Meeting News

Disease management program prior to ESRD transition reduces medical expenditures, admissions

Laura Ten Eyck
Laura Ten Eyck

AUSTIN, Texas — Patients with chronic kidney disease who have not transitioned to end-stage renal disease had reduced medical expenditures and in-patient hospital admissions when they had access to a specialized disease management program, according to a data presented in the poster session at the National Kidney Foundation Spring Clinical Meetings.

Laura Ten Eyck, PhD, said Optum, as part of its relationship with United Healthcare, provides a disease management program for patients with stage 4 or stage 5 chronic kidney disease (CKD).

“This is a population we already have their history and we know what happened. It is not something we usually focus on as we always look ahead,” Ten Eyck, PhD, told Healio Nephrology. “This program is before this [transition] even happens. It appears this program is having a positive impact on folks,” she told Healio Nephrology.

In the retrospective, intent-to-treat study, Ten Eyck and colleagues studied insurance claims data as to whether access to the specialized disease management reduced the medical expenditures among 27,750 adult patients with stage 4 or stage 5 CKD who did not yet transition to end-stage renal disease (ESRD). The patients had commercial insurance and were at 12 months or more away from transitioning to ESRD. Researchers compared the monthly medical expenditures and inpatient admissions between 7,718 patients who had access to the program and 19,832 patients who did not have the program available through their employers.

Overall, patients with access to the disease management program spent $228 per member per month less in monthly medical expenditures than patients without access to the program. Patients with access to the program showed a reduction of 156 in-patient admissions per 1,000 patients. Ten Eyck said that based on 1,000 patients, the medical expenditures would translate to a $2.7 million reduction in health care expenditures. – by Kristine Houck, MA, ELS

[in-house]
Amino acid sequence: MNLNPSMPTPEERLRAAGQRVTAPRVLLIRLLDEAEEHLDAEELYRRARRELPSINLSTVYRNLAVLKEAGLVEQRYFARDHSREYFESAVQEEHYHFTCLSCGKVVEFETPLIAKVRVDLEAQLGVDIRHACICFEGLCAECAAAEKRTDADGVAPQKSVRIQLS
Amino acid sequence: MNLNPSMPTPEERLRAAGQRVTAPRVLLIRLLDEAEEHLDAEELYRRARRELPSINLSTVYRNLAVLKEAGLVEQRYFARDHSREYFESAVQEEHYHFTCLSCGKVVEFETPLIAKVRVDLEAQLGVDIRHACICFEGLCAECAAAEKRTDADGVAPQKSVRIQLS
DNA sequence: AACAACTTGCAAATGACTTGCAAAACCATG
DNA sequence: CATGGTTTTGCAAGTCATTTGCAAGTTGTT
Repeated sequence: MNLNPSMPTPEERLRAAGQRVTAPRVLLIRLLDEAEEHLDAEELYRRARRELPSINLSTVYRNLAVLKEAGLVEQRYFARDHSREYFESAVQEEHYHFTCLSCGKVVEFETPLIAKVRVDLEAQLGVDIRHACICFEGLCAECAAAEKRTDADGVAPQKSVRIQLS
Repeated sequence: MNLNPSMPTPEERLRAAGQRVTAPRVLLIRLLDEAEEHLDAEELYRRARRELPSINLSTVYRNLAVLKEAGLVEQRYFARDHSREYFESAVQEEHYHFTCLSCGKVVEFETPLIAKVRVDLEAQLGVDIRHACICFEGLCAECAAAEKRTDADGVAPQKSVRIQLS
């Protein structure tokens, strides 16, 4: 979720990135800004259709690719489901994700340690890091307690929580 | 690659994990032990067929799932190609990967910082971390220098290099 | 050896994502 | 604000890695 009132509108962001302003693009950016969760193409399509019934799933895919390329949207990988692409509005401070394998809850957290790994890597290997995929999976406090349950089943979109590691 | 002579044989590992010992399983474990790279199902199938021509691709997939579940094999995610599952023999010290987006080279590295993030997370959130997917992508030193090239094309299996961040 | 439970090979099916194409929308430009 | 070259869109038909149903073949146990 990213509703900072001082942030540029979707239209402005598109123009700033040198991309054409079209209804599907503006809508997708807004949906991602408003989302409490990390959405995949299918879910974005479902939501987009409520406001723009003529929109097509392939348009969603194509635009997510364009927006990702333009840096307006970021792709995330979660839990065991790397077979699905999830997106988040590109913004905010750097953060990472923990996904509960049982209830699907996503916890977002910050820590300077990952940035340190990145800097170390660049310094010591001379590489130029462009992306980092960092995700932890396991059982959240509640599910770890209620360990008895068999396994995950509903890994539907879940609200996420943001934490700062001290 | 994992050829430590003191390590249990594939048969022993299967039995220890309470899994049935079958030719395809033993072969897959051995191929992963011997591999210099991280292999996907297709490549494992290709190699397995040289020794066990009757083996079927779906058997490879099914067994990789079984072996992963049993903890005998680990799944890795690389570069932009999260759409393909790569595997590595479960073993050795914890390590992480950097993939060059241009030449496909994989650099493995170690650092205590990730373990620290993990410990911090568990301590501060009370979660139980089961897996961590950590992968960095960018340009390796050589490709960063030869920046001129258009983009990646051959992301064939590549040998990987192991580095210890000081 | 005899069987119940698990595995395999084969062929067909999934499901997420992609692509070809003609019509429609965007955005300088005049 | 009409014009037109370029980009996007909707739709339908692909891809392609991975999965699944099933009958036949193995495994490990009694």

Reference:

Bannister W, et al. Poster 194. Presented at: National Kidney Foundation Spring Clinical Meetings; April 10-14, 2018; Austin, Texas.

Disclosure: Ten Eyck reports she is an employee of Optum.

Laura Ten Eyck
Laura Ten Eyck

AUSTIN, Texas — Patients with chronic kidney disease who have not transitioned to end-stage renal disease had reduced medical expenditures and in-patient hospital admissions when they had access to a specialized disease management program, according to a data presented in the poster session at the National Kidney Foundation Spring Clinical Meetings.

Laura Ten Eyck, PhD, said Optum, as part of its relationship with United Healthcare, provides a disease management program for patients with stage 4 or stage 5 chronic kidney disease (CKD).

“This is a population we already have their history and we know what happened. It is not something we usually focus on as we always look ahead,” Ten Eyck, PhD, told Healio Nephrology. “This program is before this [transition] even happens. It appears this program is having a positive impact on folks,” she told Healio Nephrology.

In the retrospective, intent-to-treat study, Ten Eyck and colleagues studied insurance claims data as to whether access to the specialized disease management reduced the medical expenditures among 27,750 adult patients with stage 4 or stage 5 CKD who did not yet transition to end-stage renal disease (ESRD). The patients had commercial insurance and were at 12 months or more away from transitioning to ESRD. Researchers compared the monthly medical expenditures and inpatient admissions between 7,718 patients who had access to the program and 19,832 patients who did not have the program available through their employers.

Overall, patients with access to the disease management program spent $228 per member per month less in monthly medical expenditures than patients without access to the program. Patients with access to the program showed a reduction of 156 in-patient admissions per 1,000 patients. Ten Eyck said that based on 1,000 patients, the medical expenditures would translate to a $2.7 million reduction in health care expenditures. – by Kristine Houck, MA, ELS

 

Reference:

Bannister W, et al. Poster 194. Presented at: National Kidney Foundation Spring Clinical Meetings; April 10-14, 2018; Austin, Texas.

Disclosure: Ten Eyck reports she is an employee of Optum.

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